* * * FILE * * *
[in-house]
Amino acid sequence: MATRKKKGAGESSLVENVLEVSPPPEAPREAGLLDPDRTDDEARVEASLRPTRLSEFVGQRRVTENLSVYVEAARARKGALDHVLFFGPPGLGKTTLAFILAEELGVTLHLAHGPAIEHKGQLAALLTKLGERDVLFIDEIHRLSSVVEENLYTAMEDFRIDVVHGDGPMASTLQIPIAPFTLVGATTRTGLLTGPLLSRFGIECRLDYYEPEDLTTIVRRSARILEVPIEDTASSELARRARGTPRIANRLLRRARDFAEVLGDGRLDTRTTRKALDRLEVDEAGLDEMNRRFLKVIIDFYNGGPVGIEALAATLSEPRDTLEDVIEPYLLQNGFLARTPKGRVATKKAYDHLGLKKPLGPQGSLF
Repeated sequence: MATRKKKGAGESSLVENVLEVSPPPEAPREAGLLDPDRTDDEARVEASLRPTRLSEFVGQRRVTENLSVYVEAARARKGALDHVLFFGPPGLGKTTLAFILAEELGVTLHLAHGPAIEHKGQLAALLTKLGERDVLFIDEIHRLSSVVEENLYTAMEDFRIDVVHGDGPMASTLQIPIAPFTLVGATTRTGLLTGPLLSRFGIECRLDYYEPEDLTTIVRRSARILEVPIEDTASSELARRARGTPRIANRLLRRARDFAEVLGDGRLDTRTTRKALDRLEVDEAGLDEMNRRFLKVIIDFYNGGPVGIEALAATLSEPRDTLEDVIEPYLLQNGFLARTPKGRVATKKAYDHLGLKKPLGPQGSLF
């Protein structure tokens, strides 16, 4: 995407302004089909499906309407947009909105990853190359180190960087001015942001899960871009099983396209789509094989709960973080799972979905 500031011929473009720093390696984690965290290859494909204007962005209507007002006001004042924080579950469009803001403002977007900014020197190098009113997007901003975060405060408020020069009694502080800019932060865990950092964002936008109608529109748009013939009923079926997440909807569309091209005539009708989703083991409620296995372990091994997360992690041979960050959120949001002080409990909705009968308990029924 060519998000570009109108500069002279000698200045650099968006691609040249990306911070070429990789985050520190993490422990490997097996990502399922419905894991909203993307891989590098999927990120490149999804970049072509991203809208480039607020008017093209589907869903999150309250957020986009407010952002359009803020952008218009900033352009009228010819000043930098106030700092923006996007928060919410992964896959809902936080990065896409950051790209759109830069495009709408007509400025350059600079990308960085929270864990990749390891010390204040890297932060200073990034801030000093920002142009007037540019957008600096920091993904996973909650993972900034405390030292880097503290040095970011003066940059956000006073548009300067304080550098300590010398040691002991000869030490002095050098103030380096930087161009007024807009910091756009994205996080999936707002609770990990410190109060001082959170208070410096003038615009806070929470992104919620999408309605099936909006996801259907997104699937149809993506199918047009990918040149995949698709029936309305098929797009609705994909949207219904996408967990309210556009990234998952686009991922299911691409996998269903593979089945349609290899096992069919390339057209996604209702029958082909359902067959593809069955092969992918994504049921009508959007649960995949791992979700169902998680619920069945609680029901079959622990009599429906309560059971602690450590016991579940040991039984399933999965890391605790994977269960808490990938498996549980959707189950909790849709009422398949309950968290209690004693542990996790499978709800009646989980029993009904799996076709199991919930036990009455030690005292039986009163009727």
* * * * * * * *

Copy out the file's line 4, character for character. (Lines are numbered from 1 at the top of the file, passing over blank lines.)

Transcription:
């Protein structure tokens, strides 16, 4: 995407302004089909499906309407947009909105990853190359180190960087001015942001899960871009099983396209789509094989709960973080799972979905 500031011929473009720093390696984690965290290859494909204007962005209507007002006001004042924080579950469009803001403002977007900014020197190098009113997007901003975060405060408020020069009694502080800019932060865990950092964002936008109608529109748009013939009923079926997440909807569309091209005539009708989703083991409620296995372990091994997360992690041979960050959120949001002080409990909705009968308990029924 060519998000570009109108500069002279000698200045650099968006691609040249990306911070070429990789985050520190993490422990490997097996990502399922419905894991909203993307891989590098999927990120490149999804970049072509991203809208480039607020008017093209589907869903999150309250957020986009407010952002359009803020952008218009900033352009009228010819000043930098106030700092923006996007928060919410992964896959809902936080990065896409950051790209759109830069495009709408007509400025350059600079990308960085929270864990990749390891010390204040890297932060200073990034801030000093920002142009007037540019957008600096920091993904996973909650993972900034405390030292880097503290040095970011003066940059956000006073548009300067304080550098300590010398040691002991000869030490002095050098103030380096930087161009007024807009910091756009994205996080999936707002609770990990410190109060001082959170208070410096003038615009806070929470992104919620999408309605099936909006996801259907997104699937149809993506199918047009990918040149995949698709029936309305098929797009609705994909949207219904996408967990309210556009990234998952686009991922299911691409996998269903593979089945349609290899096992069919390339057209996604209702029958082909359902067959593809069955092969992918994504049921009508959007649960995949791992979700169902998680619920069945609680029901079959622990009599429906309560059971602690450590016991579940040991039984399933999965890391605790994977269960808490990938498996549980959707189950909790849709009422398949309950968290209690004693542990996790499978709800009646989980029993009904799996076709199991919930036990009455030690005292039986009163009727």